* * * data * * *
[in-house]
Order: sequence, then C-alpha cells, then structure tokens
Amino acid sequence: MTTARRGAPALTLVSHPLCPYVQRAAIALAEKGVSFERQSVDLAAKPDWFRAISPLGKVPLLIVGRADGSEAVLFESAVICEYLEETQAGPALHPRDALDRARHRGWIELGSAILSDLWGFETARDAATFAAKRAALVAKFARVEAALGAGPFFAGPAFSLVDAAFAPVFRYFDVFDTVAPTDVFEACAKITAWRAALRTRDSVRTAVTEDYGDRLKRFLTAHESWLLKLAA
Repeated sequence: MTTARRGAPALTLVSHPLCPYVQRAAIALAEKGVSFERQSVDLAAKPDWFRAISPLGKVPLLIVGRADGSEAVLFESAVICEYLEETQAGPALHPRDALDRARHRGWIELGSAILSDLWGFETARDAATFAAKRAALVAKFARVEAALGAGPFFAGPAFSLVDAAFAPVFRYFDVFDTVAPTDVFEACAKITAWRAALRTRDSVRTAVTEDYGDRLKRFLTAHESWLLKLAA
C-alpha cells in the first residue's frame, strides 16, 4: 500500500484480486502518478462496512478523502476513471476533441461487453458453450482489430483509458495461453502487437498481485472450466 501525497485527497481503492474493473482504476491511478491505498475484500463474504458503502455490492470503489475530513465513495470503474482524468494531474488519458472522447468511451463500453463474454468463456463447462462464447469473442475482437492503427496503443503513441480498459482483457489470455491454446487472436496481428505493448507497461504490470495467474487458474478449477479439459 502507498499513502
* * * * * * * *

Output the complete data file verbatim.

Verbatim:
[in-house]
Order: sequence, then C-alpha cells, then structure tokens
Amino acid sequence: MTTARRGAPALTLVSHPLCPYVQRAAIALAEKGVSFERQSVDLAAKPDWFRAISPLGKVPLLIVGRADGSEAVLFESAVICEYLEETQAGPALHPRDALDRARHRGWIELGSAILSDLWGFETARDAATFAAKRAALVAKFARVEAALGAGPFFAGPAFSLVDAAFAPVFRYFDVFDTVAPTDVFEACAKITAWRAALRTRDSVRTAVTEDYGDRLKRFLTAHESWLLKLAA
Repeated sequence: MTTARRGAPALTLVSHPLCPYVQRAAIALAEKGVSFERQSVDLAAKPDWFRAISPLGKVPLLIVGRADGSEAVLFESAVICEYLEETQAGPALHPRDALDRARHRGWIELGSAILSDLWGFETARDAATFAAKRAALVAKFARVEAALGAGPFFAGPAFSLVDAAFAPVFRYFDVFDTVAPTDVFEACAKITAWRAALRTRDSVRTAVTEDYGDRLKRFLTAHESWLLKLAA
C-alpha cells in the first residue's frame, strides 16, 4: 500500500484480486502518478462496512478523502476513471476533441461487453458453450482489430483509458495461453502487437498481485472450466 501525497485527497481503492474493473482504476491511478491505498475484500463474504458503502455490492470503489475530513465513495470503474482524468494531474488519458472522447468511451463500453463474454468463456463447462462464447469473442475482437492503427496503443503513441480498459482483457489470455491454446487472436496481428505493448507497461504490470495467474487458474478449477479439459 502507498499513502